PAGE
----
2. If all is done what more can be done?
  3. Is there a limit to more than all?
  4. Do you know any human who can actually do abundantly more than all?
  5. Is “more than all” even possible?

Nature provides us with a specific example which can enable us to understand the truth, the answers to these questions. The natural world exists to point us to truth.DSC_0007_462_483sig(Beaded water on Indian-Grass)

Our example is the grasshopper. Specifically, Melanoplus bivittatus, or the Two Striped Grasshopper. The two-striped grasshopper is one species of more than 20,000 species world-wide. The two striped is the grasshopper with, as expected, two yellow stripes which run from their head to mid-wing forming a triangle. The ultimate habitat for the two-striped grasshopper is prairie. The two-striped is a herbivore, a plant eater. It eats flowers and grass. Flowers like Stiff Goldenrod and Monarda, and grasses like Indian grass and Big Bluestem find their way into the stomach of the two-striped. This grasshopper lives in a beautiful world. DSC_0020_464sig(Stiff Goldenrod)

DSC_0023_465sig(Soldier Beetle on  Gray headed coneflower)

DSC_0068_478sig(Ripening Indian Grass Seed)

In a prairie, there is always a harmonious balance. The eaters seldom overcome the plants. Plants dominate. But grasshoppers and their kind can and have overpowered everything. The over-abundance of grasshoppers and locusts is common in world history. Consider two. The first occurred in the United States. It is recorded in history as the grasshopper plague of 1874. In July of that year millions of Rocky Mountain locusts flew into the prairies of the Dakotas and all the way to Texas. By 1874 much of what had been prairie had been repurposed to become farmland growing wheat. This plague of locusts destroyed everything-even wooden tool handles!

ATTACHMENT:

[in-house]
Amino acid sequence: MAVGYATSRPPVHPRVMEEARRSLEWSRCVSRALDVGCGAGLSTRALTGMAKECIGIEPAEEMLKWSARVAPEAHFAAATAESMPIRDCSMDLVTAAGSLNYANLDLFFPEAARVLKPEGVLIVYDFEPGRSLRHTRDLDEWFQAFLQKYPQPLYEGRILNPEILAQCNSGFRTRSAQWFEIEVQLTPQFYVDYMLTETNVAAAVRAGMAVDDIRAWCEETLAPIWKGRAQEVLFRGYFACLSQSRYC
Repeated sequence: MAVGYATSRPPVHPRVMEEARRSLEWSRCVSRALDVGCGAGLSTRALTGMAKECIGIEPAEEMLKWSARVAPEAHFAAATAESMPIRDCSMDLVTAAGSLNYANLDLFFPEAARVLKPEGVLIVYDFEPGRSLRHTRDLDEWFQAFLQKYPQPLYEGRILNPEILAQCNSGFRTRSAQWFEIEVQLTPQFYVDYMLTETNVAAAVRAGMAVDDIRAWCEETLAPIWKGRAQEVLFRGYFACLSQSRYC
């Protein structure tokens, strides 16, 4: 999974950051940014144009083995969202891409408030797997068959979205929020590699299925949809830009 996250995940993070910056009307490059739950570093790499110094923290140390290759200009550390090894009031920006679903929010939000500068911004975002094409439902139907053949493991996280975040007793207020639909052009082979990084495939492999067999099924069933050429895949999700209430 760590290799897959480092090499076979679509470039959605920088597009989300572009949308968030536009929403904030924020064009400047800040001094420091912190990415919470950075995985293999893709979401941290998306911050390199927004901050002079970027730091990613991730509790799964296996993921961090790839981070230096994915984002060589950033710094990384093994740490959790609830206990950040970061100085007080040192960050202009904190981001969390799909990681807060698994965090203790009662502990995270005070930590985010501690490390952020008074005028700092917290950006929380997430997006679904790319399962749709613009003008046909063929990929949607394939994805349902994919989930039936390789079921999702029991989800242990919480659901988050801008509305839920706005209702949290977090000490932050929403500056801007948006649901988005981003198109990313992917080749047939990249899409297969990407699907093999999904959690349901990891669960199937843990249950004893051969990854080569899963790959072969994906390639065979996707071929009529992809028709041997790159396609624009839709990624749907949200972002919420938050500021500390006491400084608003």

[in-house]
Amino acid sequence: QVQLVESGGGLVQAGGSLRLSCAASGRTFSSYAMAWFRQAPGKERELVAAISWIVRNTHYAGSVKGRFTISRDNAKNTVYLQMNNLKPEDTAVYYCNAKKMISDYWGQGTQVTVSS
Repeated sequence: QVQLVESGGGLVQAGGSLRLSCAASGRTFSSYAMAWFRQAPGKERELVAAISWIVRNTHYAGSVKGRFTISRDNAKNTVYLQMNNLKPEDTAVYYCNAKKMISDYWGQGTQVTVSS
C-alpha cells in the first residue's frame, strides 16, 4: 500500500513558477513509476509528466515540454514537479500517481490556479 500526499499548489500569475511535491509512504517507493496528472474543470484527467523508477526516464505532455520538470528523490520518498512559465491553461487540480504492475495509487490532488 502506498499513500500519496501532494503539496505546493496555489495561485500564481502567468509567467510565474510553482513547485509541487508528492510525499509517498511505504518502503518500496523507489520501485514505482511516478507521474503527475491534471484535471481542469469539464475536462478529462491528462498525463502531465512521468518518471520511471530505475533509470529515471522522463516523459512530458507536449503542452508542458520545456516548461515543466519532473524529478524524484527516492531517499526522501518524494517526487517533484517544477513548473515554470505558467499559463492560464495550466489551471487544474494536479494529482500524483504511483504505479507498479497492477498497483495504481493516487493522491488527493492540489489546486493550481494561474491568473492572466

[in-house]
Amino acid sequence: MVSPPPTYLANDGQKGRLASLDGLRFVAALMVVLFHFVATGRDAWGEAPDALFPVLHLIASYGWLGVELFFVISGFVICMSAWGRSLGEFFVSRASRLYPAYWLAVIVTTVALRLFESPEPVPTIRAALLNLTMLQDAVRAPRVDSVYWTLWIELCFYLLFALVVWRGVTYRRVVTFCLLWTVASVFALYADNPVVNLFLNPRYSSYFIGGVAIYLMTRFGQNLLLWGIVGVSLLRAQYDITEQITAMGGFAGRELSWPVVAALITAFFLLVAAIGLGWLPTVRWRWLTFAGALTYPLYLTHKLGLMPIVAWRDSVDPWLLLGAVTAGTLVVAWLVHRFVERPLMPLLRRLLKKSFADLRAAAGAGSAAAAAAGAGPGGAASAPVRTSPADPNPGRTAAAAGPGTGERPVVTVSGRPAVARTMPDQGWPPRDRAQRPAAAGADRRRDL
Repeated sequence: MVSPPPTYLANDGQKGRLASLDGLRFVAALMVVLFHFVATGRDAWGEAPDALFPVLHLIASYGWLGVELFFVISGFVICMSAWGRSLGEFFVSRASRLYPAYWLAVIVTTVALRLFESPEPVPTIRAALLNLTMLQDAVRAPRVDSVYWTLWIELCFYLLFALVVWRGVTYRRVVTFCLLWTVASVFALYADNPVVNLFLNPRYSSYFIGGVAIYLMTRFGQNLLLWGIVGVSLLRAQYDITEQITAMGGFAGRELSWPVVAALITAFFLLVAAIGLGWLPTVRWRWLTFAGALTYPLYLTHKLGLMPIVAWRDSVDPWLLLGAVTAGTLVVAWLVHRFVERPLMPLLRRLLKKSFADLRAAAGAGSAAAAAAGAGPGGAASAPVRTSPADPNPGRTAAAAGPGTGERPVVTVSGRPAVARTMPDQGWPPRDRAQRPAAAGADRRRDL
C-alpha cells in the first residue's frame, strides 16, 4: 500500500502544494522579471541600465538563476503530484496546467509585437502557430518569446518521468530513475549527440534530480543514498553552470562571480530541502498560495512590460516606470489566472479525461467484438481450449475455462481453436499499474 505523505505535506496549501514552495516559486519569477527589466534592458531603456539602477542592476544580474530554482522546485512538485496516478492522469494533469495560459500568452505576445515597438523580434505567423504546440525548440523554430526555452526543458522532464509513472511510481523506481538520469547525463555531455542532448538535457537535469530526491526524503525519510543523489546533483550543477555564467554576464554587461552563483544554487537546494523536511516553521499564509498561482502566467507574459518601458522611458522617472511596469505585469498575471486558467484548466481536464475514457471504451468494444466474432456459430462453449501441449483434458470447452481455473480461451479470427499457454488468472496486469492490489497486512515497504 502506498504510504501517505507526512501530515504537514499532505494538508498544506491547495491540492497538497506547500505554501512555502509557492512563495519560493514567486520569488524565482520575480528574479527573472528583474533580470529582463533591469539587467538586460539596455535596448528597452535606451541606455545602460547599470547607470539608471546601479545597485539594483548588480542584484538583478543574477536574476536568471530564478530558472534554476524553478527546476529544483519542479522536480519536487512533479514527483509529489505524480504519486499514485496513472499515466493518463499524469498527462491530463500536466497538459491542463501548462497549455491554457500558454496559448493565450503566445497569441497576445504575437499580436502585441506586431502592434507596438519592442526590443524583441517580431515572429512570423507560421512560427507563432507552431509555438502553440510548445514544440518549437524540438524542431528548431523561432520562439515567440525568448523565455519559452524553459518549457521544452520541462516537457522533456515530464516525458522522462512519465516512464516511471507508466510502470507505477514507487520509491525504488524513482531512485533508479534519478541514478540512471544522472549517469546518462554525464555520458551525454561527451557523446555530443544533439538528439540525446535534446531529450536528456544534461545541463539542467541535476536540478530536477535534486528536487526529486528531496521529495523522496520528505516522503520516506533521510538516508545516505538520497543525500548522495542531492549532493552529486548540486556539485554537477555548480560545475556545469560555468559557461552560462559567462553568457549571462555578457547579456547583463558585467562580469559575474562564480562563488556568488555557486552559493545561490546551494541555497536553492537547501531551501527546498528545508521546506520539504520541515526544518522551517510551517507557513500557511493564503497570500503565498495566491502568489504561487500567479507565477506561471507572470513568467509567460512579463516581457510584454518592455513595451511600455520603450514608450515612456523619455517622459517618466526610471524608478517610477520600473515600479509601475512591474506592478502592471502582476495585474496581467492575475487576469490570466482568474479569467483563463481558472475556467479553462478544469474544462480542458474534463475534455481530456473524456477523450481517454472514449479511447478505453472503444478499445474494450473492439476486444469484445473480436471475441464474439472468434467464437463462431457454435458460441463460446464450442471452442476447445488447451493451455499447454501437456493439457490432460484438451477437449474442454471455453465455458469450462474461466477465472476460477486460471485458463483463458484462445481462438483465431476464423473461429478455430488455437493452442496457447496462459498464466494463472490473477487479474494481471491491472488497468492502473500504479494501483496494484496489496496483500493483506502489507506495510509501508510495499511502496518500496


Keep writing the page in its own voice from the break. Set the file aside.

The second plague occurred much earlier in human history. The setting was ancient Egypt. It is recorded in the Bible in the book of Exodus chapter 10. In this chapter, it is recorded that the locusts covered the entire country of Egypt and “darkened” the land, and after they were done eating, “not a single leaf was left on the trees and plants.”

Now, return with me to the first question: How much is abundantly more than all?

Few of us have ever seen a plague of locusts like that described in these two accounts. We realize that it must have been a natural disaster of the greatest magnitude, yet since we have never seen such a swarm of locusts, we cannot fully understand. But these plagues bring within sight of the truth. While these plagues contained millions of grasshoppers-neither were more than all. We can see the truth standing on the history of these locust accounts. No human could create the vast swarms contained in these plagues. No human could even make 1 grasshopper.DSC_0044_471sig(The Two-striped Grasshopper

God is our More Than All. He is able to do abundantly more than all. There is no limit to God. It is God who does “abundantly more than all.” This brings us to one of the greatest truths the human mind can consider. Since God is able to do abundantly more than all, like creating swarms of locusts and grasshoppers. Can God be abundantly more than all for you? What are your needs? What benefit would there be for you and I to trust ONE who is able to do abundantly more than all?  Does it help to know that this ONE who is able to do abundantly more than all so loves the world? The not so lowly grasshopper is just one evidence of the infinite powers of More Than All.

 Now to him who is able to do far more abundantly than all that we ask or think, according to the power at work within us, to him be glory in the church and in Christ Jesus throughout all generations, forever and ever. Amen. Ephesians 3:20-21


Alpha and Omega

Alpha is the Greek word for beginning. Omega is its Greek opposite, or the end. Yesterday my eyes were privileged to witness the Alpha of Omega or the beginning of the end. In my lifetime of more than 6 decades, my eyes had never witnessed this Alpha of Omega. It almost never happened. My first response at seeing a blob on the top wire of the tomato cage was, “wipe that blob off.” A moment later came the comprehension that something very unique was happening and I was going to experience it in real-time.